• Re:Rather simple (Score:2, Informative)

    by Lurkingrue ( 521019 ) on Friday August 30, 2002 @02:55PM (#4171992)
    This paper sorta contradicts what I'd been hearing about simian models for HIV transmission. I'd understood that infection & incorporation of the retroviral sequences into the host genome takes place, but CD4 cell apoptosis is somehow avoided. nb: Dalgleish, O'Byrne: AdvCanRes 84:231-76 (2002) []

    Virology is admittedly not my area of research, but I'd think that there seem to be two divergent opinions here on simian resistance. Anyone here working in the area care to explain the (seeming) contradiction?
  • by Anonymous Coward on Friday August 30, 2002 @03:12PM (#4172147)

    I don't know what is sadder that someone said it or the fact that they are right. Just think about it. AIDS right now is killing off several types of "undesirables." First it is killing off the gay/lesbian and other sexual defectives. Next it is killing off intravenous drug users and such. Then it is kill off the so called "free bleeders." This removes thier defective genes fom the pool.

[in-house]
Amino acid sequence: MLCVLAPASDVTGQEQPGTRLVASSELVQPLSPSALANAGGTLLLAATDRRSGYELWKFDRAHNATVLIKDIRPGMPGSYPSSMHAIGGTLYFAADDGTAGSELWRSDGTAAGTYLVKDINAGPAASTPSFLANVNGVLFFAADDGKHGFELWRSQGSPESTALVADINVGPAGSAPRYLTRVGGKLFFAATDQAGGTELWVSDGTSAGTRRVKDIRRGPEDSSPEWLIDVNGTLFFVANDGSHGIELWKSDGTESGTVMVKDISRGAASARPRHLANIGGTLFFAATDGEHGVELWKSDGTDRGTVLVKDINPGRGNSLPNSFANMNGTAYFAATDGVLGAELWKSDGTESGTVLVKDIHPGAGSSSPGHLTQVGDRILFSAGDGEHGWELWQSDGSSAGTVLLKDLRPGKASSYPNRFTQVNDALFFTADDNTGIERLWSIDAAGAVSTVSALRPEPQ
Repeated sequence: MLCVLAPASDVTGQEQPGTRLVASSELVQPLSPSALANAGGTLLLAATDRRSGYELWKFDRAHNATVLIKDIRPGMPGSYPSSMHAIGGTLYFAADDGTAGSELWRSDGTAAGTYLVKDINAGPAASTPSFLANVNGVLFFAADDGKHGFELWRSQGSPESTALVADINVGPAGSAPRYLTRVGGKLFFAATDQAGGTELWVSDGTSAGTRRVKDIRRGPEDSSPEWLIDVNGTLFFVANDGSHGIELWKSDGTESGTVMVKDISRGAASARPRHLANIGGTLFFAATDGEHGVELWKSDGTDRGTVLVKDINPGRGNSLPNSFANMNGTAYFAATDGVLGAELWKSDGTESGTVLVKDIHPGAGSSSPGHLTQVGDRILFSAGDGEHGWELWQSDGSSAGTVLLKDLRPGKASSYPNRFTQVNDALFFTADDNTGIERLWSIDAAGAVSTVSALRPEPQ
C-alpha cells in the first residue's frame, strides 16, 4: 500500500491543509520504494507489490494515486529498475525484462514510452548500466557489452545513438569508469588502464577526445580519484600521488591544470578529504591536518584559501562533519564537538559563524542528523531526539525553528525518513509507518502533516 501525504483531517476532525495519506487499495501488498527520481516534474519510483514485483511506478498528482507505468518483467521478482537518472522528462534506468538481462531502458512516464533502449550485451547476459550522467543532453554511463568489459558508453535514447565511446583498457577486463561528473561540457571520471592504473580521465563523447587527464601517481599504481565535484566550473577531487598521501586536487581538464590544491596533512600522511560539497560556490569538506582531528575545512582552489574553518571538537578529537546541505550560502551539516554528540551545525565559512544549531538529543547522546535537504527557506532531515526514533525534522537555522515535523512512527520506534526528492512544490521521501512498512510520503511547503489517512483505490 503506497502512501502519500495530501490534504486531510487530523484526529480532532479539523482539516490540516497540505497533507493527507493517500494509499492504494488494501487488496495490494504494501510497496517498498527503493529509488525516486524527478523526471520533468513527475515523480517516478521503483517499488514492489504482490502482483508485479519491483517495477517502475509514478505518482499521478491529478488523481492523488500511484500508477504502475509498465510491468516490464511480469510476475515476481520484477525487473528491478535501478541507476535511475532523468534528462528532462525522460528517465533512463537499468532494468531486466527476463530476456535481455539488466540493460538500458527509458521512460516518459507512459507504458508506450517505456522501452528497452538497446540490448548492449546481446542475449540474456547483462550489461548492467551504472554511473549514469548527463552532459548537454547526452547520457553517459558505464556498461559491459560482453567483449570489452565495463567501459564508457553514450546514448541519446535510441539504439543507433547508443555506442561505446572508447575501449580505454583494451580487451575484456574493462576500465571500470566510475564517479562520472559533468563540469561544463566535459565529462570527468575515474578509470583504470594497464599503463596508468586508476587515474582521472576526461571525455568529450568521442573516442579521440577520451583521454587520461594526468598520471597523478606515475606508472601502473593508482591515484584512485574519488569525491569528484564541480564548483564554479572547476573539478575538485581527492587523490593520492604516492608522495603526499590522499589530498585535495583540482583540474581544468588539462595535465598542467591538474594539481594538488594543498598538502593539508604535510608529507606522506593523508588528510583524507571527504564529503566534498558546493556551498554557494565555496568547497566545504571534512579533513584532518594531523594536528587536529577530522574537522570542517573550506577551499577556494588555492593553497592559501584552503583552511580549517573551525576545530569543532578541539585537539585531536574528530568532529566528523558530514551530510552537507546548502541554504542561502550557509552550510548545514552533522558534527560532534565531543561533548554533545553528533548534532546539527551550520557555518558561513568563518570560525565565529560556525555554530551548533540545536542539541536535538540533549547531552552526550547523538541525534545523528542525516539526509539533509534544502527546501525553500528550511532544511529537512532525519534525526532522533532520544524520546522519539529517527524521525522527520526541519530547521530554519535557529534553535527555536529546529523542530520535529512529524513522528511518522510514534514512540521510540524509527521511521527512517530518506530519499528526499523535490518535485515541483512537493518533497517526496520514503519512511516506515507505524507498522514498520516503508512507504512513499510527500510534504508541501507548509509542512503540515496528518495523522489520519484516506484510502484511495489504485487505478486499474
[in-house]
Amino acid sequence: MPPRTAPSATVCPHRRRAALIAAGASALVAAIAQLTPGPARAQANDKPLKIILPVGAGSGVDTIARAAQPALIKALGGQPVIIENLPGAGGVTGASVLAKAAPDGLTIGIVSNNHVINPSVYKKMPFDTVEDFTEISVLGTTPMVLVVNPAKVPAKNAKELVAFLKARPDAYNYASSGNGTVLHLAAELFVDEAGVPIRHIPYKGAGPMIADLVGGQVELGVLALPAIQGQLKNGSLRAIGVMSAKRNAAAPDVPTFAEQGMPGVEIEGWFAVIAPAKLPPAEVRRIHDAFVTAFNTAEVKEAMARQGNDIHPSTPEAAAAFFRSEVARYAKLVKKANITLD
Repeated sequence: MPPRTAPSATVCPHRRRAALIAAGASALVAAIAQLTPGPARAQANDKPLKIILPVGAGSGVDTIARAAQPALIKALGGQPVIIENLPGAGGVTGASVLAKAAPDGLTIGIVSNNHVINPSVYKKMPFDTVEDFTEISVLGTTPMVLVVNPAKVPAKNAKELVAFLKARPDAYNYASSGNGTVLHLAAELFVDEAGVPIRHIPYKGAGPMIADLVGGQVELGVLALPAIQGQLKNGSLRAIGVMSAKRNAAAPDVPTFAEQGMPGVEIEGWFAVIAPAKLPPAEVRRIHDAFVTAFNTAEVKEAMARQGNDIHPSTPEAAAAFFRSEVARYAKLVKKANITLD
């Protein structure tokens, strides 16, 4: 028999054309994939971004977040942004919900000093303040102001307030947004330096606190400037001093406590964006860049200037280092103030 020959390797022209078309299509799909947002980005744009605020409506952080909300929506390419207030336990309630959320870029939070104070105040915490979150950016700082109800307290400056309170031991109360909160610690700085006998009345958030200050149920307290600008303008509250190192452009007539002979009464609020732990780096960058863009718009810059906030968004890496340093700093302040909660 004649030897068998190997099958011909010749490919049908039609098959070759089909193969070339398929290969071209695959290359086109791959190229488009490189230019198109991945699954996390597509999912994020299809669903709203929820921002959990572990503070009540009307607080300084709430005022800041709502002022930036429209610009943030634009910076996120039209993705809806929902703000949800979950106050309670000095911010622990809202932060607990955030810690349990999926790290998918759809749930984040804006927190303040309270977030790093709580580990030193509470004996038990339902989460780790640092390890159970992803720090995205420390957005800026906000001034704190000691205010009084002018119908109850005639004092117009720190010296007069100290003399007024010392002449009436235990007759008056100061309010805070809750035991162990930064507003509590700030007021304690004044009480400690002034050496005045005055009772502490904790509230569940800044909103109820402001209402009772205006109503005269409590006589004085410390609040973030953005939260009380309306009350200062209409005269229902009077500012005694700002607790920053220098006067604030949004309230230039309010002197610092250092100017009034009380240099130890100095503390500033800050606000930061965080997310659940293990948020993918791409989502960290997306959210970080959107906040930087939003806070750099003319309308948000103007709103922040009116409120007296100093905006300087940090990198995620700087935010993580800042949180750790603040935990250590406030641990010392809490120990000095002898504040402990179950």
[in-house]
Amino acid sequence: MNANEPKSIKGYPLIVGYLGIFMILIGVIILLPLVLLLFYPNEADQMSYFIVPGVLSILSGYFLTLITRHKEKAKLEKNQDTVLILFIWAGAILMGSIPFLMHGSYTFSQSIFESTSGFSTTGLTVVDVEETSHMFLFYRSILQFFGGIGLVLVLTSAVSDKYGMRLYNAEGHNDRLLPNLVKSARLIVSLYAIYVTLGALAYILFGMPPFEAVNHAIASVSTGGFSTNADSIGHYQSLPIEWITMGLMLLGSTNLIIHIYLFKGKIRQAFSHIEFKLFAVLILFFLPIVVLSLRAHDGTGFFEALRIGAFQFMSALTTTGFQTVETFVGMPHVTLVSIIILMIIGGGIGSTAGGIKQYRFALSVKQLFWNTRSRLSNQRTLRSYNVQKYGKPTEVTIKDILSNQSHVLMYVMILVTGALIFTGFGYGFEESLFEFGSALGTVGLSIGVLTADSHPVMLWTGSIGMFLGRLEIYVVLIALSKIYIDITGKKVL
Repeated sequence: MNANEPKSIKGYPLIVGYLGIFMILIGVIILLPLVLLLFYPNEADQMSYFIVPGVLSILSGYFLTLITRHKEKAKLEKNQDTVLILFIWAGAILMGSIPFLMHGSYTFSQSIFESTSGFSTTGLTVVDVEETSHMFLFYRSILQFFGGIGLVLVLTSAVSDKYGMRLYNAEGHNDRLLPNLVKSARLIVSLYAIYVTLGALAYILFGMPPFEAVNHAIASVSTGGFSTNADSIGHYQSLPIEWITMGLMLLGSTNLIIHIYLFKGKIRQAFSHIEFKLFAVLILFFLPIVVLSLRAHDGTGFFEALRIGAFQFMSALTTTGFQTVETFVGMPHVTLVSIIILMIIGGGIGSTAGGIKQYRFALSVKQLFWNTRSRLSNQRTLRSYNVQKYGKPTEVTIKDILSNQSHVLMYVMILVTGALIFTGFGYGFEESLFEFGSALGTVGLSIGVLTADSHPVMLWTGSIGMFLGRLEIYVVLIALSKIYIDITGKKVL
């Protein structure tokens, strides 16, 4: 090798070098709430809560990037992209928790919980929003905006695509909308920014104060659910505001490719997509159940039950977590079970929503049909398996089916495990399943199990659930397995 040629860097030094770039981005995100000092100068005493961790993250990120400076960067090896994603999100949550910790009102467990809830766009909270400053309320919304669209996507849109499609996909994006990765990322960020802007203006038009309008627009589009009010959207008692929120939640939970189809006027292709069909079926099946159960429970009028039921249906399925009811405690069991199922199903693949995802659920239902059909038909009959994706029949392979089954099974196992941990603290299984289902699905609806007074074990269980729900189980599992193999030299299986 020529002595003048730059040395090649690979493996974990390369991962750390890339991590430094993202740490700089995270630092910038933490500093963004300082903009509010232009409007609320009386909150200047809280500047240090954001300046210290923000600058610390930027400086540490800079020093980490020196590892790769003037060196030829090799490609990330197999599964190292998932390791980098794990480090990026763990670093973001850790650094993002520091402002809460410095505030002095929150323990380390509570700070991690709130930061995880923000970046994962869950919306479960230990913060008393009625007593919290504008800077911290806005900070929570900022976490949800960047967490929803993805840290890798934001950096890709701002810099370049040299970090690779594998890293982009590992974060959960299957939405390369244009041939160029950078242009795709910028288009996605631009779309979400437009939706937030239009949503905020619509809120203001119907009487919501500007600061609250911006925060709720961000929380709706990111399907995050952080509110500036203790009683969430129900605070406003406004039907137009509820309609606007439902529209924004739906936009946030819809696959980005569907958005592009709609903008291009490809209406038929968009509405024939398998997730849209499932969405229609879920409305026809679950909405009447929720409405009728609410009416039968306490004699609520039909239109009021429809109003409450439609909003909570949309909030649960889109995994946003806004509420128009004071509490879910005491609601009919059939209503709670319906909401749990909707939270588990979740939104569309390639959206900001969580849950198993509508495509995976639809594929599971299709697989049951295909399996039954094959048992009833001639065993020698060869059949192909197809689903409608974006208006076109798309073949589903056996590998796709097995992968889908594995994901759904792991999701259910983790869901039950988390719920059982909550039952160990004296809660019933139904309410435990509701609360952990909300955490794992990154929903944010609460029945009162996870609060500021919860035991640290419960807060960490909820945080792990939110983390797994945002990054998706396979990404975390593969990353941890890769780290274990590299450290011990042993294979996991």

Now sometimes it does kill off a child or other innoccent but that is the way it goes. Mother nature doesn't worry about civilian casualties. Besides some of those children are nothing more than the defective offspring of a infective drug user or the like. They will be nothing more than a drain on socitiety anyway.

    Possiblly most important is AIDS is striking with great efficency in the so called third world. Entire generations are being elminated in Africa and India. One estimate is that AIDS could claim as many as a billion by 2015. One can only hope those numbers are set concervitly low. In the space of a 15 years almost one sixth the excess drain on the Earth can be removed.

    To get a added bonus, these figures are only for Africa and India. There is supposed to be a explosive outbreak in China. It is almost impossible to guess the size of this outbreak but excess population eliminated by 2010 could be as high as two hundred and fifty million.